Pineapple and Pearls Is Increasing Its Price to $280 Per Person

Aaron Silverman's Pineapple and Pearls. Photograph by Scott Suchman

A year after its splashy debut, Pineapple and Pearls will increase the price of its tasting menu from $250 to $280 per person beginning April 4. The price, paid in advance of reservations through an online ticket system, will continue to include tax, tip, and drink pairings. Tickets for the bar, which don’t include drink pairings, will go up from $150 to $180.

Chef and owner Aaron Silverman says the price bump will allow him to give raises to employees and support Pineapple and Pearl’s parental leave plan. Hourly front-of-house staff for the fine dining restaurant also partake in profit-sharing. “Basically, the better the restaurant does, the better they do,” he says.

The extra money will also go toward an extra food runner and a second person at the front desk “to make the guest’s experience more pleasant” as well as things like better glassware and ingredients.

Silverman says the price increase is not a response to the restaurant’s two Michelin stars.

“You could say that about anything. You could say that about the amazing Washington Post review, the amazing Washingtonian review,” he says. “Honestly, if that was that, we probably would have raised it more than that. We are trying to raise it the absolute minimum that we can and still provide quality service.”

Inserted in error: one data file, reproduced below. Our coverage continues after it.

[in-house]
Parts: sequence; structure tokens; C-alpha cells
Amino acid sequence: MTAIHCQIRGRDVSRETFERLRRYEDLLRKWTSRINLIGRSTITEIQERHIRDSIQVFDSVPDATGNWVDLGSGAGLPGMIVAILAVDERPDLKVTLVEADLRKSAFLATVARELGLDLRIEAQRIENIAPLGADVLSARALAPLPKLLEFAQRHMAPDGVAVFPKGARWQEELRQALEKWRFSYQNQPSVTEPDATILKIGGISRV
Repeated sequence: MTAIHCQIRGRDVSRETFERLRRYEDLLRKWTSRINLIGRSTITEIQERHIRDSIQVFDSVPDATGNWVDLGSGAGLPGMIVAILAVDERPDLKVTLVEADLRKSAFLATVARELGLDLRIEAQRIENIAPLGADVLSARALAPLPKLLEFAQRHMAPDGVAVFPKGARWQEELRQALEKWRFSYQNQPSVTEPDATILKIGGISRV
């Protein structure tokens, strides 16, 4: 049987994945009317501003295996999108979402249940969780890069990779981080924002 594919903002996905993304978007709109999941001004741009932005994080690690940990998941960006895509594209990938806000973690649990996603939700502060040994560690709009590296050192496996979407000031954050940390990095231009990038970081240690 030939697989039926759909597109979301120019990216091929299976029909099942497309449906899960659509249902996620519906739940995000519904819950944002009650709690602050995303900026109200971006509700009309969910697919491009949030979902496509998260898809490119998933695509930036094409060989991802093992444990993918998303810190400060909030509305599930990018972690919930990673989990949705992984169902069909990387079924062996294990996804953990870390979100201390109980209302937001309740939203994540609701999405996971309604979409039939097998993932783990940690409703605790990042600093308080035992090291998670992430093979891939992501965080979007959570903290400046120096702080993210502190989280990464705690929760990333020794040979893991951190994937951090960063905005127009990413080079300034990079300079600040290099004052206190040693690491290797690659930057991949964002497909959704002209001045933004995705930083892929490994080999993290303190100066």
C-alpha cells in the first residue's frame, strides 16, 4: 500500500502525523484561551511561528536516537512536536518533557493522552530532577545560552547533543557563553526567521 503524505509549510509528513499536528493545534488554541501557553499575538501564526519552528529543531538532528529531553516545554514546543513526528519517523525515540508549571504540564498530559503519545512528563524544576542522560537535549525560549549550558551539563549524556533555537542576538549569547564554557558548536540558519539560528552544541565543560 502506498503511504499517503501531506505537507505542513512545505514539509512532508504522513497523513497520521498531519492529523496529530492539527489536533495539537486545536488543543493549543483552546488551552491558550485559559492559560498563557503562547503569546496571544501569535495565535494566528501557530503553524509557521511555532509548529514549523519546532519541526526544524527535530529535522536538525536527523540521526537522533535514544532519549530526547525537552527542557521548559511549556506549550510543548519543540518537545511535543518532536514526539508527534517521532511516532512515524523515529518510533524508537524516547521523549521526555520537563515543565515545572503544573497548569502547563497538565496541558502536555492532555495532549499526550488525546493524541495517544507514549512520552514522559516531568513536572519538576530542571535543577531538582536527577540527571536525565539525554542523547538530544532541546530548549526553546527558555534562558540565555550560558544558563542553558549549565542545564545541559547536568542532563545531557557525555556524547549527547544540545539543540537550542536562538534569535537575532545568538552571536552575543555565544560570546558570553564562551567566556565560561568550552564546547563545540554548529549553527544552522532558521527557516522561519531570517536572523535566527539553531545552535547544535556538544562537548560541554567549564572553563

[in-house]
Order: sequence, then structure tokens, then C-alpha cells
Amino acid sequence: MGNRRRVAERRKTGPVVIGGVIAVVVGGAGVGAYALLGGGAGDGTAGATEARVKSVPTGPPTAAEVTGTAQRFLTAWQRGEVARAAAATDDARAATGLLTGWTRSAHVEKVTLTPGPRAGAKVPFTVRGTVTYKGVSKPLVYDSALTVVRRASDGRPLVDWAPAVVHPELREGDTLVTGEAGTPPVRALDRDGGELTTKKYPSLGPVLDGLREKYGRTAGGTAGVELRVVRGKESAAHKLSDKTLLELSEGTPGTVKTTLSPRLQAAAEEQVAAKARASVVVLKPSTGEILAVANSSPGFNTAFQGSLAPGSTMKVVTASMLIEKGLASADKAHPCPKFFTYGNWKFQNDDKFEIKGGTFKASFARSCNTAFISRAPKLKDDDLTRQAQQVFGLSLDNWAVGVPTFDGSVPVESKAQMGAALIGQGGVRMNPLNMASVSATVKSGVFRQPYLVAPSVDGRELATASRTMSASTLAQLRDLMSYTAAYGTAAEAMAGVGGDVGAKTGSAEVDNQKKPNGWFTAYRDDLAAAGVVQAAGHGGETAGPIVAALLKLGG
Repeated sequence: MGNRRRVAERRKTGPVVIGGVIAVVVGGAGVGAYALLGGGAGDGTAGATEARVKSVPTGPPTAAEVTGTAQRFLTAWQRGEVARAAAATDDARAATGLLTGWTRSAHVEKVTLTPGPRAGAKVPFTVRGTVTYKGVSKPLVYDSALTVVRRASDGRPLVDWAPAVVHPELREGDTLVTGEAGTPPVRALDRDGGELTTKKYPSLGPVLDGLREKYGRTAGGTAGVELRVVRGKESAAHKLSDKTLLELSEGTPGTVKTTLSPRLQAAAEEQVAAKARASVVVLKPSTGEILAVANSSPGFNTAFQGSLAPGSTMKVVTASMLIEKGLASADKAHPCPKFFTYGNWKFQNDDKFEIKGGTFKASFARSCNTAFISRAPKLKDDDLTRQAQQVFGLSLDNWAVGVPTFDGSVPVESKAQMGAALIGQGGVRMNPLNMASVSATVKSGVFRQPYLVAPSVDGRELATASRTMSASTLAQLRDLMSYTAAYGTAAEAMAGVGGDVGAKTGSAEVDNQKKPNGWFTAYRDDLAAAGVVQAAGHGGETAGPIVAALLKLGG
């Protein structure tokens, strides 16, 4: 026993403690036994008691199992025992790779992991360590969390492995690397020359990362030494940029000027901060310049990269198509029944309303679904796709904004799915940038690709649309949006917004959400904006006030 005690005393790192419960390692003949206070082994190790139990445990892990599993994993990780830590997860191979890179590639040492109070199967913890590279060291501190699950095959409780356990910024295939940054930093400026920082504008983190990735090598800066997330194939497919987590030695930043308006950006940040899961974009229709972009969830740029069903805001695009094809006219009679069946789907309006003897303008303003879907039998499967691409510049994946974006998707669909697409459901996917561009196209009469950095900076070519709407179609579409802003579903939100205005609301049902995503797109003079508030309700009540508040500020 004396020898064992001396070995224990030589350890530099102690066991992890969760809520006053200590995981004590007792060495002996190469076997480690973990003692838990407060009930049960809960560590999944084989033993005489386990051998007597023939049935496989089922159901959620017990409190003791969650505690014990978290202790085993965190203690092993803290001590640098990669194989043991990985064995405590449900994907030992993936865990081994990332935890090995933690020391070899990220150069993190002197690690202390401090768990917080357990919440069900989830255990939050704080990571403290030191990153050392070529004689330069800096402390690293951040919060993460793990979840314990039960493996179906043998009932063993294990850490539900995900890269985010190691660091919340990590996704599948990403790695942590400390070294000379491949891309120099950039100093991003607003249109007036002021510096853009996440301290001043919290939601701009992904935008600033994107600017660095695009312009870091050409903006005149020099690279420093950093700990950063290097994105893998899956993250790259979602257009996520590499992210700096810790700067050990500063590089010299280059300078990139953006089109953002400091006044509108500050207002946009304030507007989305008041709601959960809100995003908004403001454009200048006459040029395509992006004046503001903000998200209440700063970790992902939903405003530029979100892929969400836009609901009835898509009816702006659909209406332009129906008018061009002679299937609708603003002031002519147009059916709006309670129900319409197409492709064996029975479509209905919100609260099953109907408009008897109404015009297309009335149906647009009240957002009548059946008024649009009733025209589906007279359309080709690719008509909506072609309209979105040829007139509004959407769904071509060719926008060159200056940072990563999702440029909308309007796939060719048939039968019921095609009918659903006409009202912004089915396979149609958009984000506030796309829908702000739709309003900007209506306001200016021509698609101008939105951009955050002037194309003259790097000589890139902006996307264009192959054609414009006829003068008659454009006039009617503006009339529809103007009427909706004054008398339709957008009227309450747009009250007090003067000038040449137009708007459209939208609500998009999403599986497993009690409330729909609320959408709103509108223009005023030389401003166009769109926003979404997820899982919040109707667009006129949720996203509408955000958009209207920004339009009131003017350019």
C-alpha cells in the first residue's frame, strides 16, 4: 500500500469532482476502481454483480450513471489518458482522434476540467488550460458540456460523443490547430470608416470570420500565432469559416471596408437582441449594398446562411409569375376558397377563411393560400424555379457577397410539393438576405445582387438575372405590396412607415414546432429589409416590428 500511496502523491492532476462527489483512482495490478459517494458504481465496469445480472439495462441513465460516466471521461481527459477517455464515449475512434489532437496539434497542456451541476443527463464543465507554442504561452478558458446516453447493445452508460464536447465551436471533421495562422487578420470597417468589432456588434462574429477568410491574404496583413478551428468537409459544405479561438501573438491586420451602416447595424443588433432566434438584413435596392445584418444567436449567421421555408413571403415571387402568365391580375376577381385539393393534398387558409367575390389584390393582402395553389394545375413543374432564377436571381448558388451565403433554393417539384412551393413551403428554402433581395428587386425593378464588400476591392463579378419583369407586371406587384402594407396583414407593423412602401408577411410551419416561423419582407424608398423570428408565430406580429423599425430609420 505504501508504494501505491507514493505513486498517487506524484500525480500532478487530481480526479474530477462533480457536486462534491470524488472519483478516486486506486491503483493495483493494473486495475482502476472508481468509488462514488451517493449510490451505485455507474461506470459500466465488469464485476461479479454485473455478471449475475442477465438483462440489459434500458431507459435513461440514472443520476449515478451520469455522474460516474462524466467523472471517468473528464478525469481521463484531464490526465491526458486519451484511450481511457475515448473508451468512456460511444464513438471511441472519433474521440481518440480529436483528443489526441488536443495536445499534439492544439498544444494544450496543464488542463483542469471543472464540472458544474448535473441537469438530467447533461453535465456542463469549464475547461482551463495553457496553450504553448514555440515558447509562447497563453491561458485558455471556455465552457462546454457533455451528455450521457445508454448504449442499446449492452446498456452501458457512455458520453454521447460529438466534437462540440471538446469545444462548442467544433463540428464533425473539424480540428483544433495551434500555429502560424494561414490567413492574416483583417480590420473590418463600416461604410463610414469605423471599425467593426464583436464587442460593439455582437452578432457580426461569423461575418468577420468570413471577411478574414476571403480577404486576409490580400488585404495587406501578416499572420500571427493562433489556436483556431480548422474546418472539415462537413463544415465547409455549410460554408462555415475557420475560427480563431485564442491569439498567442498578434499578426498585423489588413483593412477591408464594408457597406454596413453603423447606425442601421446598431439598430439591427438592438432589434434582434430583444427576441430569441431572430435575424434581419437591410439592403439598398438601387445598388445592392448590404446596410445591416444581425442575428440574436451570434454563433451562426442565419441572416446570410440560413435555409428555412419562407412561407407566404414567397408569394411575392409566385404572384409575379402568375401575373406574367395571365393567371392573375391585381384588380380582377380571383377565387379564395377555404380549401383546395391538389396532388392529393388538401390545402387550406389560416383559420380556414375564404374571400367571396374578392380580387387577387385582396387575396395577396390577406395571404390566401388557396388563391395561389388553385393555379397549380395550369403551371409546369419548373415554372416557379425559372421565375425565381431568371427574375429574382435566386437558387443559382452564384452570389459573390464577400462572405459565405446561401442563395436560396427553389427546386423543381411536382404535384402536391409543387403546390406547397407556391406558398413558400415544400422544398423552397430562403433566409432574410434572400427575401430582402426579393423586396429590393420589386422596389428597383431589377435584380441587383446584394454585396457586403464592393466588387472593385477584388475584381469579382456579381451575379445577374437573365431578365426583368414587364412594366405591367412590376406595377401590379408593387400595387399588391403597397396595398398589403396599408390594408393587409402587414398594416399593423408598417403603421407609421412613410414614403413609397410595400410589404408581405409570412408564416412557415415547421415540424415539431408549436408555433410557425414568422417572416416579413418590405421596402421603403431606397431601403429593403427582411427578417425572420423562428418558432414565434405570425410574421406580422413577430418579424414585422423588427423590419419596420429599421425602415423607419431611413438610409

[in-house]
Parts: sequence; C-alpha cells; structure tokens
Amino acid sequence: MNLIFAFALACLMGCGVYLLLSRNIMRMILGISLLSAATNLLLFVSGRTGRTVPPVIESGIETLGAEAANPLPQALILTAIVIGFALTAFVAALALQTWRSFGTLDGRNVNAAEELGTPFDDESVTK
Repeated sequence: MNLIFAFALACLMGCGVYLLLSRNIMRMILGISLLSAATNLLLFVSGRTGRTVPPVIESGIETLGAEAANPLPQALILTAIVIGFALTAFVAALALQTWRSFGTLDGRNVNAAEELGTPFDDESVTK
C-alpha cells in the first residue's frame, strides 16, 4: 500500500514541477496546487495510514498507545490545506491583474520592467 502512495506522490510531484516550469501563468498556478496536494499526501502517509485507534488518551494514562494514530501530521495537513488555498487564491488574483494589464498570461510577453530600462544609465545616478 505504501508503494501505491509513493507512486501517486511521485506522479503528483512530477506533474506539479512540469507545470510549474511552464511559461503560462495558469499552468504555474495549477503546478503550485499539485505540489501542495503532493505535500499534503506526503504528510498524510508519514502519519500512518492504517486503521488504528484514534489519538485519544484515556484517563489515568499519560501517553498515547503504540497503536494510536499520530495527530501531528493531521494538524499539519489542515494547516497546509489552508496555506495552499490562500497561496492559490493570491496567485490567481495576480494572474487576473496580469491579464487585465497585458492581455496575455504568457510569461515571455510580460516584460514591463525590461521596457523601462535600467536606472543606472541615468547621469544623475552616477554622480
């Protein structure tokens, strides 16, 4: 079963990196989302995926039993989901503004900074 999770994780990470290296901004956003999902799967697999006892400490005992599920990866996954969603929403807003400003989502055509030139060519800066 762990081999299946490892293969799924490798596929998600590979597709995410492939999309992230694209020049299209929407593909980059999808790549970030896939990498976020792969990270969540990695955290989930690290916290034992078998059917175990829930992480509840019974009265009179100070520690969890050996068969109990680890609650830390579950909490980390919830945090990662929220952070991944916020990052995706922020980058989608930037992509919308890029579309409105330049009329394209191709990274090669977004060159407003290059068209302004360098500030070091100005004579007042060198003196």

The announcement comes just after the closure of the Shaw Bijou, which faced extreme backlash over its price ($185 per person, or up to $481 with tax, tip, and the priciest drink pairings). Silverman says that doesn’t concern him too much, but he’s always conscious about how the price will be perceived: “We’re nervous if we raise the price a dollar and we’re nervous even if we don’t raise the price a dollar.”

The price is still less than other high-end competitors like Komi, Metier, The Inn at Little Washington, and Minibar, when you factor in tax, tip, and wine pairings.

Jessica Sidman
Food Editor

Jessica Sidman covers the people and trends behind D.C.’s food and drink scene. Before joining Washingtonian in July 2016, she was Food Editor and Young & Hungry columnist at Washington City Paper. She is a Colorado native and University of Pennsylvania grad.